Qualifying for state and county elections will start Wednesday, January 2nd in Mississippi.
This year is expected to be a busy one as races are open to fill several positions, including Governor, Lieutenant Governor, Attorney General and many state offices.
Voters will also decide on various county positions, including Supervisors, Sheriffs and Court Clerks.
Public Service Commissioner Brandon Presley will seek his fourth term. He said he expects this year to be “a big one for the people.”
The Public Employees’ Retirement System sent the letter to Hood on Friday.
The system’s board had voted earlier this month to ask for the clarification after Hood issued his original opinion on Nov. 29. It overturned a longtime rule that public retirees had to forgo their pensions if they wanted to be lawmakers.
Executive Director Ray Higgins and board members say they’re not trying to get Hood to reverse himself. But they note that there are a number of unanswered questions about what the pension system should do. The letter asks Hood to answer quickly — legislative qualifying begins Wednesday and ends March 1.
Mississippi has a new standard license plate that includes the state seal with the phrase, “In God We Trust.”
The new design is being phased in during 2019, replacing one featured the guitar of blues legend B.B. King.
The standard Mississippi license plate is redesigned every few years, partly as a way of catching people who fail to pay the annual renewal fees. Drivers receive the new plate when their old one expires and they pay the fees.
On his way out the door, Republican Rep. Gregg Harper gave freshmen lawmakers their crash course on Capitol Hill. He says going through that training program one last time is bittersweet.
“It helps you recall what a special place this is and having the privilege of serving the state of Mississippi these last 10 years has been the greatest honor I’ve ever had in my life,” said Harper.
Over the past decade, Harper helped redirect taxpayer funding for political conventions into child cancer research. He also set up a congressional internship program for students with intellectual disabilities, an issue close to his heart given his adult son has special needs.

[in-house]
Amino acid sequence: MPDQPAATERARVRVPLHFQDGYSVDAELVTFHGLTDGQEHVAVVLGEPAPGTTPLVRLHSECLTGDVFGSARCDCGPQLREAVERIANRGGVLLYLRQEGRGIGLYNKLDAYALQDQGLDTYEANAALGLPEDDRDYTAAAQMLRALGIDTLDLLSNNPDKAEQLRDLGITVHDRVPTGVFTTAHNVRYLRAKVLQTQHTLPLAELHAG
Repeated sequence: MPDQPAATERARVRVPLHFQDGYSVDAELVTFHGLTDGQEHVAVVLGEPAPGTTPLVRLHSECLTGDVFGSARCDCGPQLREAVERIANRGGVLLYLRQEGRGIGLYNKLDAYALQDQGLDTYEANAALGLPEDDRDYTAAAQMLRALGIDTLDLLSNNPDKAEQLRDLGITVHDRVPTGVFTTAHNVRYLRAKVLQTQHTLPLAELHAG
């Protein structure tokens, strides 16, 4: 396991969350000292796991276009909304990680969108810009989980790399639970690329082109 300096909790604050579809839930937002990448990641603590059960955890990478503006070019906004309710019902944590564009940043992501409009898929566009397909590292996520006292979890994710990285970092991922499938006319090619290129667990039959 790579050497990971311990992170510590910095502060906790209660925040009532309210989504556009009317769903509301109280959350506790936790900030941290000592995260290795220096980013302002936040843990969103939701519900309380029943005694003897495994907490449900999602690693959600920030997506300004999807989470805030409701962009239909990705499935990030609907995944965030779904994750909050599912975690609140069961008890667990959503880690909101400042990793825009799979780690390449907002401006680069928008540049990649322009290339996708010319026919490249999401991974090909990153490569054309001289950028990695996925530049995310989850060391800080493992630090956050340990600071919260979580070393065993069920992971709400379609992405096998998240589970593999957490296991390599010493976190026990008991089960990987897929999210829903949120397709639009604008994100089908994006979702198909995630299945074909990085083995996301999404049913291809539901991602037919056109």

Now, he says he’s excited to find new ways to be an ambassador for Mississippi.
“We don’t know yet what we’ll be doing next year. We’re excited about whatever the next opportunity that God will provide and we’ll continue to represent Mississippi in an unelected capacity,” said Harper.
I hope you will join me in celebrating the legacy of my great friend, Congressman Harper. Thank you, Gregg, for your service, your commitment to Mississippi, and your friendship. I look forward to what the Lord has in store for you and your family. pic.twitter.com/Sz6ZtAJFAY
— Michael Guest (@GuestCongress) January 1, 2019
WJTV – Medicare changes are in effect in Mississippi
Mississippi lawmakers approved a lottery this year. A state lottery board has been appointed and members are working to set up games of chance in multiple forms. Gerard Gibert, vice chairman of the Mississippi Lottery Corporation, said they are in the midst of hiring who will run the state’s lottery business.
“We’ll look to hire a chief executive and start to fill out the other aspects of the organizational chart,” Gibert said. “We have to contract with the retailers. We have got to contract with various vendors.”
Mississippi is set to be the nation’s 45th state offering lottery games. State officials hope the lottery will be in place by the end of 2019, or the start of 2020, but the scratch-off games could start before that.
As he gets ready for his 36th session, Democrat Representative Steve Holland knows there will be differences with Republican lawmakers, but he doesn’t believe things will get nasty.